K3 / Ke3 0.66400.00140.0022 000 / Ke3 0.47820.00140.0053 0 / Ke3 0.30780.00050.0017 / Ke3 (4.8560.0170.023)1 03 00 / 000 (4.4460.0160.019)1 03 Comparison of KTeV and PDG Branching Fractions

Determination of |+| Using B(KL) 2 L L ( K L ) S B B 0 0 1 6 Re( / ) ( K S ) L 1 BS KTeV: 2.228 0.005KTeV 0.009 EXT 10 3 KL-KS Interference Semileptonic Form Factor Measurements

(to determine IK integrals) K 3 2 F 5 K 3 G M S EW (1 K )C 2 Vus 192 2 f 2 (0) I K IK depends on the two independent semileptonic FFs:

We use the following parametrization for f+ and f0: t 1 t2 f (t ) f (0) 1 2 4 M 2 M t f 0 (t ) f (0) 1 0 2 , M where t ( PK P ) 2 ( P P ) 2 Form Factor Results Paramete Value () r +

20.64 1.75 + 3.20 0.69 13.72 1.31 0 Semileptonic Form Factors: 0 5 more precise than PDG Summary of Vus Changes from KTeV Measurements K 3 GF2 M K5

S EW (1 K ) Vus 3 192 2 2 f (0) I K Compared to PDG: Ke3 increases by 5% K3 doesnt change Ie decreases by 1.7% I decreases by 4.2%

(both include -1% shift from +) |Vus| Results For KLe: |Vus| = 0.2253 0.0023 For KL: |Vus| = 0.2250 0.0023 Averaging these results (accounting for correlations): |Vus| = 0.2252 0.0008KTeV 0.0021ext KTeV error: branching fractions, form factors Ext error: f+(0), KL lifetime, radiative corrections 2 2 1 Vud Vus Vub 2

0.0018 0.0019 Comparison with Unitarity A 5 sigma difference! theory Vus Publications T. Alexopoulos et al (KTeV), A Determination of the CKM Parameter |V us|, Phys. Rev. Lett. 93, 181802 (2004). T. Alexopoulos et al (KTeV), Measurements of K L Branching Fractions and the CP Violation Parameter |+|, Phys. Rev. D 70, 092006 (2004). T. Alexopoulos et al (KTeV), Measurements of Semileptonic K L Decay Form Factors, Phys. Rev. D 70, 092006 (2004). T. Alexopoulos et al (KTeV), Measurements of the Branching Fractions and Decay Distributions for KL and KLe, Phys. Rev. D 71, 012001 (2005). + Chicago Sun Times, Science Blog, Newswise, ScienceDaily, etc. 0 T. C. Andre, Radiative Corrections in K 3 Decays, hep-ph/0406006,

submitted to Eur. Phys. J. C. Neutrino Oscillations During last few years, oscillations among different flavors of neutrinos have been established; physics beyond the S.M. Mass eigenstates and flavor eigenstates are not the same (similar to quarks): flavor eigenstates MNSP matrix mass eigenstates e U e1 U e 2 U e3 1 U 1 U 2 U 3 2 U U U

2 3 3 1 Raises many interesting questions including possibility of CP violation in neutrino oscillations. CP violation in neutrino sector could be responsible for the matter-antimatter asymmetry. What do we know? U e1 U e 2 U e3 Big U U 1 U 2 U 3 Big U 1 U 2 U 3 Big cos 12 sin 12 0

sin 12 cos 12 0 12 ~ 30 Big Big Big Small ? Big Big 0 cos 13 0 0 1 eiCP sin 13

0 e iCP sin 13 1 0 1 0 0 cos 23 0 cos 13 0 sin 23 sin2 213 < 0.2 at 90% CL What is e component of 3 mass eigenstate? normal inverted 0

sin 23 cos 23 23 ~ 45 Key questions What is value of 13? What is mass hierarchy? Do neutrino oscillations violate CP symmetry?2 2 2 m12 m13 m23 P( e ) P( e ) 16s c s c s c sin sin Lsin L sin

L 4 E 4 E 4 E 2 12 12 13 13 23 23 Why are quark and neutrino mixing matrices so different? U MNSP Big ~ Big Big Big Big Big Small ? Big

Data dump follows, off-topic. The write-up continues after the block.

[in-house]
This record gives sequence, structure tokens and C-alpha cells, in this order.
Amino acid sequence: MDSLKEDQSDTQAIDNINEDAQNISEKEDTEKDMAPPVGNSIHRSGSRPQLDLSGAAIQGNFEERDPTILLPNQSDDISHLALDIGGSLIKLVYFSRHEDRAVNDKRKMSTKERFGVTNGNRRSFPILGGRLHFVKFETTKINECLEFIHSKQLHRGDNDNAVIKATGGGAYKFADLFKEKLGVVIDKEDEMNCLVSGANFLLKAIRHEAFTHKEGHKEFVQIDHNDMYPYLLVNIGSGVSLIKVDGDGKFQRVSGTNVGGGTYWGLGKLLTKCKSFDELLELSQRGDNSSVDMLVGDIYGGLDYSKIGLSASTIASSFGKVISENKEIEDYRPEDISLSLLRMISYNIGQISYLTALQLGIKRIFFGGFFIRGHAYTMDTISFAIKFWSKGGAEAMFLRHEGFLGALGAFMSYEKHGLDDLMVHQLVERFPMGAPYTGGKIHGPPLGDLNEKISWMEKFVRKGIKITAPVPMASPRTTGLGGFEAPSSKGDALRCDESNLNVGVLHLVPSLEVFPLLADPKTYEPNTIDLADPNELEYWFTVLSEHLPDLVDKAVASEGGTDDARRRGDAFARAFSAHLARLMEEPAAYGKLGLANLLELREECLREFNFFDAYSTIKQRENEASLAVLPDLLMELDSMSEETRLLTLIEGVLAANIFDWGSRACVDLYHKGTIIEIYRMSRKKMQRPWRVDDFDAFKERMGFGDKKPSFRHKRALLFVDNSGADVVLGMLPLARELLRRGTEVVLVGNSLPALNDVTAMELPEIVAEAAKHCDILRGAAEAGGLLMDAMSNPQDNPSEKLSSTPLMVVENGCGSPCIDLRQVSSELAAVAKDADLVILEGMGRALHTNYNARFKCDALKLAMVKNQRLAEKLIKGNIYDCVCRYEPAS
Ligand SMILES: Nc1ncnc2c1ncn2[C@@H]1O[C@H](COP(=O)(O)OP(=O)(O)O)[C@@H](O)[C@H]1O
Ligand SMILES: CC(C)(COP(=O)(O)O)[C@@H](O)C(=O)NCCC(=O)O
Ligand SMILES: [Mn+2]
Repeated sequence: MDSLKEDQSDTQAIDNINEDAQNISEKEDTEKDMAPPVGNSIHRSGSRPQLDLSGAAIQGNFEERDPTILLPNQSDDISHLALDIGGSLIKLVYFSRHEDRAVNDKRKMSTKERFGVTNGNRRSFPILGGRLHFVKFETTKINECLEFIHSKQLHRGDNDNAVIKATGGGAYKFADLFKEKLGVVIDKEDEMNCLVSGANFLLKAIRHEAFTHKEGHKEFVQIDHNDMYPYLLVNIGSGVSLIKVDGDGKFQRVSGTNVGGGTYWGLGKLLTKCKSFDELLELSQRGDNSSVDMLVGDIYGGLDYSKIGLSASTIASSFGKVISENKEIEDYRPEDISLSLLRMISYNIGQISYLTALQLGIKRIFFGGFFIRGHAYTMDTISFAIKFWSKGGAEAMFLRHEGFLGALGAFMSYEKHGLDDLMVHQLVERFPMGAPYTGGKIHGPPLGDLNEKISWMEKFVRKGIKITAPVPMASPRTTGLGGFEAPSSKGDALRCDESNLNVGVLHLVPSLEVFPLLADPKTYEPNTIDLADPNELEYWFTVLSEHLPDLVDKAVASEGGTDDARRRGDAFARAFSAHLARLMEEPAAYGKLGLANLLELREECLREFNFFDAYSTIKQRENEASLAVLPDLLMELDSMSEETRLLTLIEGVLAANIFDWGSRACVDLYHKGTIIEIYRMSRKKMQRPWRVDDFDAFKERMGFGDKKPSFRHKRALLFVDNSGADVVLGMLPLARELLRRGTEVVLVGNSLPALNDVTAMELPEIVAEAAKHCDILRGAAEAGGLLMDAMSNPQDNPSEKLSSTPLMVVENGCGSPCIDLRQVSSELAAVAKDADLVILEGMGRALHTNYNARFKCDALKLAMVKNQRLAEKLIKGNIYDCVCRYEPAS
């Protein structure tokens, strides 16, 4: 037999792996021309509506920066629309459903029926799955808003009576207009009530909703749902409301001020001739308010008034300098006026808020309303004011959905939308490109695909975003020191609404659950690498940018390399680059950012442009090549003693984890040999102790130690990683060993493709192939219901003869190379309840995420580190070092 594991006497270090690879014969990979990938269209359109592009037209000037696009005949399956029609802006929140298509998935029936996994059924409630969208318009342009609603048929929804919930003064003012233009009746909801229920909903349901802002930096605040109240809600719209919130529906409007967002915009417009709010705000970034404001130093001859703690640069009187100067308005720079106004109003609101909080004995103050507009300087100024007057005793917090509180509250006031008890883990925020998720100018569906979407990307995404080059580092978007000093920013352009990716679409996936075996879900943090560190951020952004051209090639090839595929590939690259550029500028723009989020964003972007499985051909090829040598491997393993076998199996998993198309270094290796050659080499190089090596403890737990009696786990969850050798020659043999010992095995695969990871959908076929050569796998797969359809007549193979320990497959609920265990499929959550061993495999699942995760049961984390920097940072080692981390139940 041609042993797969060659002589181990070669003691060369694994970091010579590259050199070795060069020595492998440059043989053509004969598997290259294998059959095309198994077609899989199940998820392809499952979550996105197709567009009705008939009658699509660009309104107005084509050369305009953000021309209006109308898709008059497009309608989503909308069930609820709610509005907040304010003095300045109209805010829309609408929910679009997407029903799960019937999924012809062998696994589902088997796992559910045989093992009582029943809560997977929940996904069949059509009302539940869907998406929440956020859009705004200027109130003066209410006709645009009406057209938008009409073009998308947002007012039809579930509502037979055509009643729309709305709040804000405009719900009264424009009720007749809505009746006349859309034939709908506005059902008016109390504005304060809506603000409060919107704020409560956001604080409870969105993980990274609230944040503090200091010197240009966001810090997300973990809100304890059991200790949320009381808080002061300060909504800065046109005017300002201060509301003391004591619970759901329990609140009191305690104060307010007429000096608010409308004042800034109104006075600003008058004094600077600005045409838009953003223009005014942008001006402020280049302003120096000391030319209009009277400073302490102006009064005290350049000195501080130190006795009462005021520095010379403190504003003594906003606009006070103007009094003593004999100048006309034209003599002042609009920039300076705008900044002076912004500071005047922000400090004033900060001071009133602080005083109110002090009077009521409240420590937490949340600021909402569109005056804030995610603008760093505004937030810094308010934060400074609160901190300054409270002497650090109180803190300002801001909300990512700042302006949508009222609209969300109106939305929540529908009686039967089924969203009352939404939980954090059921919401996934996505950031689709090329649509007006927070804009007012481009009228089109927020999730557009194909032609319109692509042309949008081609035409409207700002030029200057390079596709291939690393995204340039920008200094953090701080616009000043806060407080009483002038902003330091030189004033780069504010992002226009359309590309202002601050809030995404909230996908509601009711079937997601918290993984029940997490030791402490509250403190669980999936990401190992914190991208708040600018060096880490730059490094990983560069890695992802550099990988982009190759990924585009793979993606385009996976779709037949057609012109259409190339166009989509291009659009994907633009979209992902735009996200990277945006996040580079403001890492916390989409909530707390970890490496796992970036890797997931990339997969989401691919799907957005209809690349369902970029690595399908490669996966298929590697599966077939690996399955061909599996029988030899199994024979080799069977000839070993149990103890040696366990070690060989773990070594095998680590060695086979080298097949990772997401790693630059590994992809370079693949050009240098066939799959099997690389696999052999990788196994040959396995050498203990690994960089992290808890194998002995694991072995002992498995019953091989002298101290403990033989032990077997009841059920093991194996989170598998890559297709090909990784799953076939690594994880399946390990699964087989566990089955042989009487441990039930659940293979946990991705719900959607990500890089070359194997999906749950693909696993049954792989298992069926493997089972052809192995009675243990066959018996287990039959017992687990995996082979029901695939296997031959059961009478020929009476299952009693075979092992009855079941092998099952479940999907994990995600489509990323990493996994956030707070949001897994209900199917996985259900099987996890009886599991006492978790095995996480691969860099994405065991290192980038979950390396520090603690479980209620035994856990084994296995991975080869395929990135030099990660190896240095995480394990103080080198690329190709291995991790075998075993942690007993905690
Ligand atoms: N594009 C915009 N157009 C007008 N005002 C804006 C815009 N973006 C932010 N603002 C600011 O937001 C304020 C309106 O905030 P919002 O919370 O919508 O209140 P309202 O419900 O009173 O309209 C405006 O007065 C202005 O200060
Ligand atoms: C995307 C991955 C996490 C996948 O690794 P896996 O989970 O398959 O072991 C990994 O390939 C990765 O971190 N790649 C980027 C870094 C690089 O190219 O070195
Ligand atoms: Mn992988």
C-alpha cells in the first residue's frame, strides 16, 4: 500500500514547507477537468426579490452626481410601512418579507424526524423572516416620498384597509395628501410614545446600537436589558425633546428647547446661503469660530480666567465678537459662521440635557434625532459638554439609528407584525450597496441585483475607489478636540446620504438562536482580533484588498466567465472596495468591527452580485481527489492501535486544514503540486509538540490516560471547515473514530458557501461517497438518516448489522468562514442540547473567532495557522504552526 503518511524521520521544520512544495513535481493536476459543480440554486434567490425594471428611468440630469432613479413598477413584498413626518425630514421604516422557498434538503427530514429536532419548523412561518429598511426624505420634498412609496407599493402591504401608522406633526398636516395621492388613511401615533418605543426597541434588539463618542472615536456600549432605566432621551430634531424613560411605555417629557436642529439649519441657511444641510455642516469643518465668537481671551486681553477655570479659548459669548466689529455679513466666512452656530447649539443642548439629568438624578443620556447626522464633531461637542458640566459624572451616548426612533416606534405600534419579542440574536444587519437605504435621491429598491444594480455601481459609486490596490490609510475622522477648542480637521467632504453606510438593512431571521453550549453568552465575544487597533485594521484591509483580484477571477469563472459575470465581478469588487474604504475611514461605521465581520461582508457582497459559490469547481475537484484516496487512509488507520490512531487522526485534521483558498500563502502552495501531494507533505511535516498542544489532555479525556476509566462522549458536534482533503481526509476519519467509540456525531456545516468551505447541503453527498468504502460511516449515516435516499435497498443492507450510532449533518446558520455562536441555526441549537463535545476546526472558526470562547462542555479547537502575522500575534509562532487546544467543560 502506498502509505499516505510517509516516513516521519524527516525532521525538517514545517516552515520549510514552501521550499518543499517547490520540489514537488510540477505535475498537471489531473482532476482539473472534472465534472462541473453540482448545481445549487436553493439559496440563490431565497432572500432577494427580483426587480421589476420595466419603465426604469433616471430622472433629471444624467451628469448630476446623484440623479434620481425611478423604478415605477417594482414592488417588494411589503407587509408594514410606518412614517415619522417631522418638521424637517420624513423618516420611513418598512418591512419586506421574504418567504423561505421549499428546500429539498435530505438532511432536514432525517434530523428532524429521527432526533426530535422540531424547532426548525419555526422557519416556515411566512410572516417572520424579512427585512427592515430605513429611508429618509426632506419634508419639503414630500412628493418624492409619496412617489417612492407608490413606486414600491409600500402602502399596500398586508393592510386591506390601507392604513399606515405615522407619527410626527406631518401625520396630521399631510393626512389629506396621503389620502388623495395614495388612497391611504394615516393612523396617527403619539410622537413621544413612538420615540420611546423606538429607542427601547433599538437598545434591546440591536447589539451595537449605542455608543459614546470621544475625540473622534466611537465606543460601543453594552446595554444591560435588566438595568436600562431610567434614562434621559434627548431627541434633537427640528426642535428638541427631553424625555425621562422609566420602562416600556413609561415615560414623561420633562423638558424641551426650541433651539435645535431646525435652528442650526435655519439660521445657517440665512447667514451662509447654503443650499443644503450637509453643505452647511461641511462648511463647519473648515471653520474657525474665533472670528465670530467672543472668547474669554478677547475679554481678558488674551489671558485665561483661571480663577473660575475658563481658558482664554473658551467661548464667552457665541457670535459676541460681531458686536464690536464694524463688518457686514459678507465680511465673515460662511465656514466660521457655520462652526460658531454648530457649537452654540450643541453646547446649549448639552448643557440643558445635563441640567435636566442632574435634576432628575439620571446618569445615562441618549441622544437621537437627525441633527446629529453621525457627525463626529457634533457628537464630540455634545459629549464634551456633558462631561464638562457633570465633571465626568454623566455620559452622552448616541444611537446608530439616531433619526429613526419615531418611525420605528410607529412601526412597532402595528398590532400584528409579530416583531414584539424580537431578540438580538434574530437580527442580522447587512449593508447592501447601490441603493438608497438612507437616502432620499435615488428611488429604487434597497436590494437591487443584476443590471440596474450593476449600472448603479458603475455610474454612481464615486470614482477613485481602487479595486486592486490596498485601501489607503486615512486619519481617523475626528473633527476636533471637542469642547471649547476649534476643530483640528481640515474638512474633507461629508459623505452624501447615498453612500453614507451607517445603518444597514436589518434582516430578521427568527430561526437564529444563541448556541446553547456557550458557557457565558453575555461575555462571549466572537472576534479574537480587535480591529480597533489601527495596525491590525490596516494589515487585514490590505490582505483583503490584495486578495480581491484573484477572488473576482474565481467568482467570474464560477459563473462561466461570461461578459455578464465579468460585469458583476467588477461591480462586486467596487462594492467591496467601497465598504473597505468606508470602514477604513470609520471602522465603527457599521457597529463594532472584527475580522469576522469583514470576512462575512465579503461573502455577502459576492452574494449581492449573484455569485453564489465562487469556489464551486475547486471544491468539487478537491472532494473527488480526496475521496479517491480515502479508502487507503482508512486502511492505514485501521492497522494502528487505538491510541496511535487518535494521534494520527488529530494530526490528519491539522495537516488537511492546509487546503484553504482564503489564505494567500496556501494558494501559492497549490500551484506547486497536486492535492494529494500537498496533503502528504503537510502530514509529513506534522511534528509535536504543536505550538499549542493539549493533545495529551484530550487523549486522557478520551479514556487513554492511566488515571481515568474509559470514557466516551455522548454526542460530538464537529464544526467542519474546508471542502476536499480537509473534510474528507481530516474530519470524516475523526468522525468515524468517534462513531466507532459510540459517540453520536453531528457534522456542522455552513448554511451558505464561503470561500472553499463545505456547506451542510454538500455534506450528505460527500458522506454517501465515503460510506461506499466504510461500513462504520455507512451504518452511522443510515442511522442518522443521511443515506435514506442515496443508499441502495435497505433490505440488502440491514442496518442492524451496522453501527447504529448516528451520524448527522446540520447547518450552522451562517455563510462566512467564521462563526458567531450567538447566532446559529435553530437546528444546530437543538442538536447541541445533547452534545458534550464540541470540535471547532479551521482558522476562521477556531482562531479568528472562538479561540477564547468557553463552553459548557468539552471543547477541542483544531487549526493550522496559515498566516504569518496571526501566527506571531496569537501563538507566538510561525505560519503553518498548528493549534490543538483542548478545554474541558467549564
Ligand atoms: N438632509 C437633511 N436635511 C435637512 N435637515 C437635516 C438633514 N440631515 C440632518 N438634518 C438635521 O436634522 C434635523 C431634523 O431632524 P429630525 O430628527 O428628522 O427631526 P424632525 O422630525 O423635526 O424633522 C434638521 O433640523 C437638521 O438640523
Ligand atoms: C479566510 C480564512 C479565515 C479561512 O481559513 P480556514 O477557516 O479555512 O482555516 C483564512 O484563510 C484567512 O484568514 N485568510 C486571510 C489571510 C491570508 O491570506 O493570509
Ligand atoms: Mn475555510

Big vs. VCKM 1 ~ Small Small Small 1 Small Small Small 1 Value of 3 central to these questions; it sets the scale for experiments needed to resolve mass hierarchy and search

for CP violation. DNP, DPF, DAP, DPB Joint Neutrino Study on the Future of Neutrino Physics (2004) Recommendation 2 (of 3): We recommend, as a high priority, a comprehensive U.S. program to complete our understanding of neutrino mixing, to determine the character of the neutrino mass spectrum, and to search for CP violation among neutrinos. This program should have the following components: An expeditiously deployed multi-detector reactor experiment with sensitivity to e disappearance down to sin22 = 0.01, an order of magnitude below present limits. A timely accelerator experiment with comparable sin22 = 0.01 sensitivity and sensitivity to the mass hierarchy through matter effects. A proton driver in the megawatt class or above and neutrino superbeam with an appropriate very large detector capable of observing CP violation and measuring the neutrino mass-squared differences and mixing parameters with high precision. (G. Barenboim and E. Blucher, co-leaders of Reactor Working Group) Methods to measure sin2213 Accelerators: Appearance (e)

m132 L P ( e ) sin 23 sin 213 sin not small terms ( CP , sign( m132 )) 4E 2 2 2 Use fairly pure, accelerator produced beam with a detector a long distance from the source and look for the appearance of e events T2K: = 0.7 GeV, L = 295 km NOA: = 2.3 GeV, L = 810 km Reactors: Disappearance (ee) m132 L P( e e ) 1 sin 213 sin very small terms 4E 2

2 Use reactors as a source of e (~3.5 MeV) with a detector 1-2 kms away and look for non-1/r2 behavior of the e rate Reactor experiments provide the only clean measurement of sin 22: no matter effects, no CP violation, almost no correlation with other parameters. (In combination with accelerator experiments, can resolve 23 degeneracy.) Reactor and accelerator sensitivities to sin22 90% CL exluded regions with no osc.signal CP=0, m2 = 2.510-3 eV2 (3 yr reactor, 5 yr Nova) 90% CL allowed regions with osc.signal sin2213 = 0.05, CP=0, m2 = 2.510-3 eV2 (3 yr reactor, 5 yr T2K)

2 2 matm L 2 2 msolar L P( e e ) 1 sin 213 sin sin 212 sin 4E 4E Past reactor measurements: How to improve on previous reactor 2 2 matm msolar experiments? (Chooz limit: 2 2

sin22< 0.15 for m2=2.5103 eV2) Add an identical near detector Eliminate dependence on reactor flux; only relative acceptance of detectors needed Optimize baseline (1500 m) Larger detectors (5 ton 50 tons) Reduce backgrounds (Go deeper 100m 150 to 300m) ~200 m ~1300 m The Braidwood Experiment Features of Braidwood site: 23.6 GW reactors 7.17 GW maximum power Flat: flexibility, equal overburden at near and far sites, surface